The bank reported a third quarter operating profit of 3.2 billion kronor ($480 million), a dramatic turnaround on a loss of 2.58 billion in the corresponding period of 2009.
Analysts, according to a Reuters poll, had forecast an operating profit of 2.1 billion and Swedbank stock responded accordingly on the Stockholm market on Thursday, up 6 percent in morning trading.
“Our positive trend from the first two quarters continues, primarily driven by the large reductions in credit losses. We are very happy over the fact that the Baltic banking operation is showing a profit for the first time since 2008,” said Swedbank CEO Michael Wolf in a comment on the report.
The bank has seen a steady reduction in credit losses in the Baltics, Latvia excepted, Wolf said, while pointing out that “credit demand remains low” as business and private people prioritise paying off their loans.
“We have seen a massive change in customer habits. An increasing number are choosing to fix their interest rates, he said.
Michael Wolf forecast continued improvements to Swedbank’s figures, as long as the macroeconomic development is maintained.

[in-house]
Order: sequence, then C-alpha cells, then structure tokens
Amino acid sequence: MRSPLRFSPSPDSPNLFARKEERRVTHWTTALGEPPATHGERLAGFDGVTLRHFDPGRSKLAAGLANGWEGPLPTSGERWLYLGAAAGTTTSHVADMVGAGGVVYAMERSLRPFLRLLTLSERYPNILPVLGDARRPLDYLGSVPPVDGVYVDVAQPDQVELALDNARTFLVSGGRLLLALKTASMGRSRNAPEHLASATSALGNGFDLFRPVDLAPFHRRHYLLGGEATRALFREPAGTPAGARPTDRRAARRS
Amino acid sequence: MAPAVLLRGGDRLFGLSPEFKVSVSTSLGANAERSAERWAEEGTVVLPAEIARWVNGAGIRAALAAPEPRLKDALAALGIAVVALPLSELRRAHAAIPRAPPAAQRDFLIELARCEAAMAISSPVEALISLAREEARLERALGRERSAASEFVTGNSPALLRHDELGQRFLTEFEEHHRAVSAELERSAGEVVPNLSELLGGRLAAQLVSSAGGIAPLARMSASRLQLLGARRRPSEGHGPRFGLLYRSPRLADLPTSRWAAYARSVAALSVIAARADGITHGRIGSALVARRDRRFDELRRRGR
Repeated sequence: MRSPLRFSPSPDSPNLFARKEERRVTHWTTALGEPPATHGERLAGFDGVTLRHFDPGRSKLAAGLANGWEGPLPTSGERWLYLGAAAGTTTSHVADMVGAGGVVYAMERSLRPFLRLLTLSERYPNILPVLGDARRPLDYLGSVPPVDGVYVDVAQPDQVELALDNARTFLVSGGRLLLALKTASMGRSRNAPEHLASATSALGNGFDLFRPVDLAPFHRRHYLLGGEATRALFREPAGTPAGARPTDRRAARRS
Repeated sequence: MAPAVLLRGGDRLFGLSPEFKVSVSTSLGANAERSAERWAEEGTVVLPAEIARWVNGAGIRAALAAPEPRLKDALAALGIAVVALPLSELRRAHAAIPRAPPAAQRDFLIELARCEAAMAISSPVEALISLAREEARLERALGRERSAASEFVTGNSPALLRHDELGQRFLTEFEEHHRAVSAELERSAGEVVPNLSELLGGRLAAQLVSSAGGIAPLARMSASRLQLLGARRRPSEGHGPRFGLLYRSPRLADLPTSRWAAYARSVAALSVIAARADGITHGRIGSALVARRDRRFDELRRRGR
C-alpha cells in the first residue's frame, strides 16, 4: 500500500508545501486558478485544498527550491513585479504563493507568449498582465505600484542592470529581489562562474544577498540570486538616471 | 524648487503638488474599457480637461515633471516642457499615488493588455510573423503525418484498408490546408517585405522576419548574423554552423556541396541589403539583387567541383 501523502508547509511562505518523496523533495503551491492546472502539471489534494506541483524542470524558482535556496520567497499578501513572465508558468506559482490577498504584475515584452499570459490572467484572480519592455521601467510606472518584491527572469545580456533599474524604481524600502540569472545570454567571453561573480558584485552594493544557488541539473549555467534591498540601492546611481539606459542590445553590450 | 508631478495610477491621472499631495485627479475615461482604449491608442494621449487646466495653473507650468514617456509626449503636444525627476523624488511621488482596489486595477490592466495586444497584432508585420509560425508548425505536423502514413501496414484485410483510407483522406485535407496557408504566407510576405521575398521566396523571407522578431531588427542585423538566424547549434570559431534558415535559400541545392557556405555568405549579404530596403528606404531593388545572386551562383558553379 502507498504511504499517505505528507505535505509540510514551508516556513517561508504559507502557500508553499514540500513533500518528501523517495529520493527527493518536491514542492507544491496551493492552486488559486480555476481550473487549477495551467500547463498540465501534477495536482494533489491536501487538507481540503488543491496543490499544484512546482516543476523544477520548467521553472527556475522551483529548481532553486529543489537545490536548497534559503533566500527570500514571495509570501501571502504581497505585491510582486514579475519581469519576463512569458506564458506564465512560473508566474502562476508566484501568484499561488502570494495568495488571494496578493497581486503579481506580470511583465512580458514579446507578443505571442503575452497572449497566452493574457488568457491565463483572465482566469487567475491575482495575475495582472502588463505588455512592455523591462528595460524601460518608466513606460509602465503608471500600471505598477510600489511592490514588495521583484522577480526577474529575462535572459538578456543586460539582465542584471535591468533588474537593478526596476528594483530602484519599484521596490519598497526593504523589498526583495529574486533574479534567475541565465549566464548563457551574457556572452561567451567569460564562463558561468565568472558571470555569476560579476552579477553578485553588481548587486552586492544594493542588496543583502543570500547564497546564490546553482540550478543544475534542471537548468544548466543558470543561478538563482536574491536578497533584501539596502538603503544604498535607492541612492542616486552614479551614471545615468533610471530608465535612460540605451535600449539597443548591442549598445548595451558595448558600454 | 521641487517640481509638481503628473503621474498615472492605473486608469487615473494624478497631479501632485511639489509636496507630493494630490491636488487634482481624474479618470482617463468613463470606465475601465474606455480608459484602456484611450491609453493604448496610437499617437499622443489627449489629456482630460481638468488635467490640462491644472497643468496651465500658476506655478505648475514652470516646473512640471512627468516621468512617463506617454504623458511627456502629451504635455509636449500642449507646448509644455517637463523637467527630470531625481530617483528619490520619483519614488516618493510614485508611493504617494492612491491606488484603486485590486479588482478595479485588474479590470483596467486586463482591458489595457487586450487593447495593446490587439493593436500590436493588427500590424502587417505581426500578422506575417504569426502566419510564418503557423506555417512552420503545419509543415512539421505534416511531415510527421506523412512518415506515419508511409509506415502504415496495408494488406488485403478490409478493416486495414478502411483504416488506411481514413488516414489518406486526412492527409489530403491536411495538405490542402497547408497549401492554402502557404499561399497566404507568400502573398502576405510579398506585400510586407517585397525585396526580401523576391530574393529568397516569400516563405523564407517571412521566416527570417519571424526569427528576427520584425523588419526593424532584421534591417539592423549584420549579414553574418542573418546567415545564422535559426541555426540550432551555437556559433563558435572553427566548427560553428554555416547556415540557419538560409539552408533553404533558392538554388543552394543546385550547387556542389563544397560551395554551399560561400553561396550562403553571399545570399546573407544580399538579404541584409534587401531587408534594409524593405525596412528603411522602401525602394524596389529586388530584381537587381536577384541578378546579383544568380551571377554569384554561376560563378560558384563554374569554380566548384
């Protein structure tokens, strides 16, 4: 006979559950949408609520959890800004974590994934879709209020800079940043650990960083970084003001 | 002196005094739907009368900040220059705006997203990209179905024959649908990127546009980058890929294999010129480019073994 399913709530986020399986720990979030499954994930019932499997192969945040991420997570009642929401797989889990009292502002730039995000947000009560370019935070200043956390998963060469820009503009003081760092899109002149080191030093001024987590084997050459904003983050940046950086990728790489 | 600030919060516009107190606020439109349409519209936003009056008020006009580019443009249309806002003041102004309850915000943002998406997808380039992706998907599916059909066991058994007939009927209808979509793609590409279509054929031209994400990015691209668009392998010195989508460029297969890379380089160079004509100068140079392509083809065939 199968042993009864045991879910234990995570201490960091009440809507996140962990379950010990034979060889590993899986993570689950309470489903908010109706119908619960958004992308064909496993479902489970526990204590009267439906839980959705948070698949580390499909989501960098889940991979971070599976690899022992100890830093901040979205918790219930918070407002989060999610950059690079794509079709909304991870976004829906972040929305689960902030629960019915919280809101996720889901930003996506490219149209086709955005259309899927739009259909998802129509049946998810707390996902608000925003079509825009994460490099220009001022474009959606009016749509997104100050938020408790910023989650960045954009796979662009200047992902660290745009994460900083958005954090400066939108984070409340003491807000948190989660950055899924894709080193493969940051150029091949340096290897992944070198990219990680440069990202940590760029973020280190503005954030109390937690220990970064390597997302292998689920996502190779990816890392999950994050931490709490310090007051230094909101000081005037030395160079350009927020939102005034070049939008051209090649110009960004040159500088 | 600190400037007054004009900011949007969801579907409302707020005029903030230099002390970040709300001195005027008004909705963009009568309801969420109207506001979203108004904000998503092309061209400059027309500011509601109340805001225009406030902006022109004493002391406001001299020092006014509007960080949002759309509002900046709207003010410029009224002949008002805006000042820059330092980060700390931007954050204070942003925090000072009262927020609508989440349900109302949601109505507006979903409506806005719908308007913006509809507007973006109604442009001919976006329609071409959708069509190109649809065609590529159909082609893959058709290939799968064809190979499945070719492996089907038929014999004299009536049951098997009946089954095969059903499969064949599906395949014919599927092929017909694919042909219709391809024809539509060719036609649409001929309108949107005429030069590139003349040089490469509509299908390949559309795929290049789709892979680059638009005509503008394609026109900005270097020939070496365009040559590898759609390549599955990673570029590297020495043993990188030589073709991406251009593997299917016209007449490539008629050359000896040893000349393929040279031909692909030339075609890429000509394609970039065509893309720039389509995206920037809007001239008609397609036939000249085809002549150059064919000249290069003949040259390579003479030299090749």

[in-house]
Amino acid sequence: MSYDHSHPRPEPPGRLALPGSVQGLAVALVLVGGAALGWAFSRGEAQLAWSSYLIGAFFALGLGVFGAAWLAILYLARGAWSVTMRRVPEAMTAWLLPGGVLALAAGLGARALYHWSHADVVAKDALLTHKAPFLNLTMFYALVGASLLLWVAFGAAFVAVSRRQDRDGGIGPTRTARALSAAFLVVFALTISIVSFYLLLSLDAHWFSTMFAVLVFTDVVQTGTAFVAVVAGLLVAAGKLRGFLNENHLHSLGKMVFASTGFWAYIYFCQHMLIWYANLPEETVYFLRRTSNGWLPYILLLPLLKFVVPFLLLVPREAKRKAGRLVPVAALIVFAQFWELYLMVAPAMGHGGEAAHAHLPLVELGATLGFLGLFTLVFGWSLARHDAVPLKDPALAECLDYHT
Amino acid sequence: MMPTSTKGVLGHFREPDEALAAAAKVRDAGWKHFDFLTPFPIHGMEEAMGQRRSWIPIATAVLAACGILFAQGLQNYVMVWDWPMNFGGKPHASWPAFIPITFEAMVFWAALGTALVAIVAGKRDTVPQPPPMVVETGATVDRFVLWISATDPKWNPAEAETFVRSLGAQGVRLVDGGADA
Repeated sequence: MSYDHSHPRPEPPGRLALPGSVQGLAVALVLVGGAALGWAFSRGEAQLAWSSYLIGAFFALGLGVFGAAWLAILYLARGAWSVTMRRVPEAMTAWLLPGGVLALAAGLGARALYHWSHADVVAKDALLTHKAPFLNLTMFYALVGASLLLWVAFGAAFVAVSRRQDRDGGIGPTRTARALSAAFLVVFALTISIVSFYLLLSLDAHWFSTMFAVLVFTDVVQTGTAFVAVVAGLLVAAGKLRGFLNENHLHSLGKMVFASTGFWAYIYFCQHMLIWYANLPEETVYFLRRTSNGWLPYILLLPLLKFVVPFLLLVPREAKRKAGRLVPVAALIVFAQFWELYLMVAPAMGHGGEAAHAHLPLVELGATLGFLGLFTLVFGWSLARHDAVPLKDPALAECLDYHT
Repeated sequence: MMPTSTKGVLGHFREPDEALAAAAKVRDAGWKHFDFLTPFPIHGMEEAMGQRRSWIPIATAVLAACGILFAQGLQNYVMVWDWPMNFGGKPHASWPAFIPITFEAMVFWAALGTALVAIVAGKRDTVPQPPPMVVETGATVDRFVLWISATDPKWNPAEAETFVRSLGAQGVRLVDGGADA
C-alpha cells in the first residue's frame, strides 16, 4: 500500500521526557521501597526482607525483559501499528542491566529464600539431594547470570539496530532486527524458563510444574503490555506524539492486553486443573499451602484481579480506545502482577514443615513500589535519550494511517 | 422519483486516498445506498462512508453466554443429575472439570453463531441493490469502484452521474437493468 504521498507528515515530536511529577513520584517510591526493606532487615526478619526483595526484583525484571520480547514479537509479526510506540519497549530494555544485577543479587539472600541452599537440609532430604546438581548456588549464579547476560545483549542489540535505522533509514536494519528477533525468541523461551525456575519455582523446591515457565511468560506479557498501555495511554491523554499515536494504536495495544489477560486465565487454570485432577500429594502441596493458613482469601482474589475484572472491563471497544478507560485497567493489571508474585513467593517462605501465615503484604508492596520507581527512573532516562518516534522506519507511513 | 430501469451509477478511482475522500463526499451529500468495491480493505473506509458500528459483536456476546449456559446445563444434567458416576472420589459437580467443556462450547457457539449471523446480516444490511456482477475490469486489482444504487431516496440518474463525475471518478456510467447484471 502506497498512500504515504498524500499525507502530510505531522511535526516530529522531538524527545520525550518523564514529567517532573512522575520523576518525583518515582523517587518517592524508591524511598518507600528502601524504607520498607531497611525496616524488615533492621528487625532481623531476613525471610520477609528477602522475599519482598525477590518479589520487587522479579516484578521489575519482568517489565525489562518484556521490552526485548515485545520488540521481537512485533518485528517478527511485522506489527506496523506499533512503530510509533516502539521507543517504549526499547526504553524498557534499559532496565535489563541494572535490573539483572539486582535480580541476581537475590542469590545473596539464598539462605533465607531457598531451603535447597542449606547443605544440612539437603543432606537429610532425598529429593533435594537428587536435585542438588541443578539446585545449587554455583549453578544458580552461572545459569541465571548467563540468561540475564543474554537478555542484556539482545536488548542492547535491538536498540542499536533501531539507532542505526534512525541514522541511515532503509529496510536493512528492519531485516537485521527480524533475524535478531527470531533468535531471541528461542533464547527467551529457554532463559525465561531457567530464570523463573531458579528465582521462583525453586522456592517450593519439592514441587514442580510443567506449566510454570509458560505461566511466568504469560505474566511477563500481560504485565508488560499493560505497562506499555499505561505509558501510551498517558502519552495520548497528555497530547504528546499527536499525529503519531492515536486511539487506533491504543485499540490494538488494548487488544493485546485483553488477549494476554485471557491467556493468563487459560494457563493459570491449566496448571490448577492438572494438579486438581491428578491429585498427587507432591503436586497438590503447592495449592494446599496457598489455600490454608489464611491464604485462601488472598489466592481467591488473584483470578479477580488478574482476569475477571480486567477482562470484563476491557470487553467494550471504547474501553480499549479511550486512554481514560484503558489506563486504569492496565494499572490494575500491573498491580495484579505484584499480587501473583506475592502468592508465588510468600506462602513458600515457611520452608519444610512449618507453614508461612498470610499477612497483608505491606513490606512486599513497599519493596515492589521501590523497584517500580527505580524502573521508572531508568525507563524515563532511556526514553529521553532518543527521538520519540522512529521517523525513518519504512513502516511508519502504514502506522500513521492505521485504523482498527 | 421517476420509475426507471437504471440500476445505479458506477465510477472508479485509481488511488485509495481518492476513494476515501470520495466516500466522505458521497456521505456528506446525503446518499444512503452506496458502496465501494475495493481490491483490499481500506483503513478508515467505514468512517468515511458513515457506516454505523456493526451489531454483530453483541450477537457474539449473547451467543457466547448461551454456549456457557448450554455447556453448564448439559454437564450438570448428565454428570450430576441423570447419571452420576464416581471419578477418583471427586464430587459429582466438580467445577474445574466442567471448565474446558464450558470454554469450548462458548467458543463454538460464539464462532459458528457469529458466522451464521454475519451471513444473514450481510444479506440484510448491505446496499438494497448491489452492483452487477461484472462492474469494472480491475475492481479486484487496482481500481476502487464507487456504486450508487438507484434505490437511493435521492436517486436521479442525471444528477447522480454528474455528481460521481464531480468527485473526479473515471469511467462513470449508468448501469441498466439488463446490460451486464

After Swedbank’s share price climb on the Thursday, the company’s stock has climbed a total of 38 percent since the turn of the year, and 68 percent over the past 12 months.
Total revenues in the period amounted to 7.54 billion kronor, down from 8.14 billion in the corresponding period of 2009. Costs declined from 4.53 billion to 4.24 billion for the period.
Credit losses declined to 120 million kronor, down from 6.12 billion in the third quarter 2009.
Net interest income fell to 3.98 billion kronor from 5.02 billion kronor, although strengthened for the first time in six quarters. Net commission income meanwhile rose to 2.31 billion kronor from 2.21 billion kronor.
Swedbank’s Baltic banking operation reported a profit in the third quarter, the first time since the fourth quarter of 2008.
Swedbank’s board has made a decision regarding “far-reaching changes” to the bank’s bonus program. Contingent on the approval of the 2011 AGM, some bonus related pay provisions will be replaced by shares.
The new bonus program is set to cover around 6,400 employees, primarily in the Swedish arm of the group.
During the last twelve months, Swedbank has raised almost 300 billion kronor in long-term debt, including about 40 billion kronor during the third quarter.
“This we have been able to do while we continually improved our relative cost of borrowing compared with the other Nordic banks,” said Michael Wolf.
Lending volumes to Swedish corporate customers stabilized in the quarter, breaking the longer term negative trend.